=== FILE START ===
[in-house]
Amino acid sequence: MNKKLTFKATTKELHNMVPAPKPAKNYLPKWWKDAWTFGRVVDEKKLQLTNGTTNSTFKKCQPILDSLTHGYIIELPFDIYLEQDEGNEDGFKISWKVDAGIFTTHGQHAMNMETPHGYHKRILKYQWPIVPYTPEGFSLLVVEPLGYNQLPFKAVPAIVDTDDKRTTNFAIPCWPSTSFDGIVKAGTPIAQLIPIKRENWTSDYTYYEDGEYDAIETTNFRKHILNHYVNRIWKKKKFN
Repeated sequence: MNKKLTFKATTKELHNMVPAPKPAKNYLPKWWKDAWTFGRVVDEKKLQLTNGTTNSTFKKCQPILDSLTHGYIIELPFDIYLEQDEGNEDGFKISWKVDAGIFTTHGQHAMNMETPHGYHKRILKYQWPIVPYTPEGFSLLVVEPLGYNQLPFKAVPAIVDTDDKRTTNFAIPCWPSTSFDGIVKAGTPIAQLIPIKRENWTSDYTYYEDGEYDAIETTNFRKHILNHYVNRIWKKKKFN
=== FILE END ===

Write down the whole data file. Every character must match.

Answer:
[in-house]
Amino acid sequence: MNKKLTFKATTKELHNMVPAPKPAKNYLPKWWKDAWTFGRVVDEKKLQLTNGTTNSTFKKCQPILDSLTHGYIIELPFDIYLEQDEGNEDGFKISWKVDAGIFTTHGQHAMNMETPHGYHKRILKYQWPIVPYTPEGFSLLVVEPLGYNQLPFKAVPAIVDTDDKRTTNFAIPCWPSTSFDGIVKAGTPIAQLIPIKRENWTSDYTYYEDGEYDAIETTNFRKHILNHYVNRIWKKKKFN
Repeated sequence: MNKKLTFKATTKELHNMVPAPKPAKNYLPKWWKDAWTFGRVVDEKKLQLTNGTTNSTFKKCQPILDSLTHGYIIELPFDIYLEQDEGNEDGFKISWKVDAGIFTTHGQHAMNMETPHGYHKRILKYQWPIVPYTPEGFSLLVVEPLGYNQLPFKAVPAIVDTDDKRTTNFAIPCWPSTSFDGIVKAGTPIAQLIPIKRENWTSDYTYYEDGEYDAIETTNFRKHILNHYVNRIWKKKKFN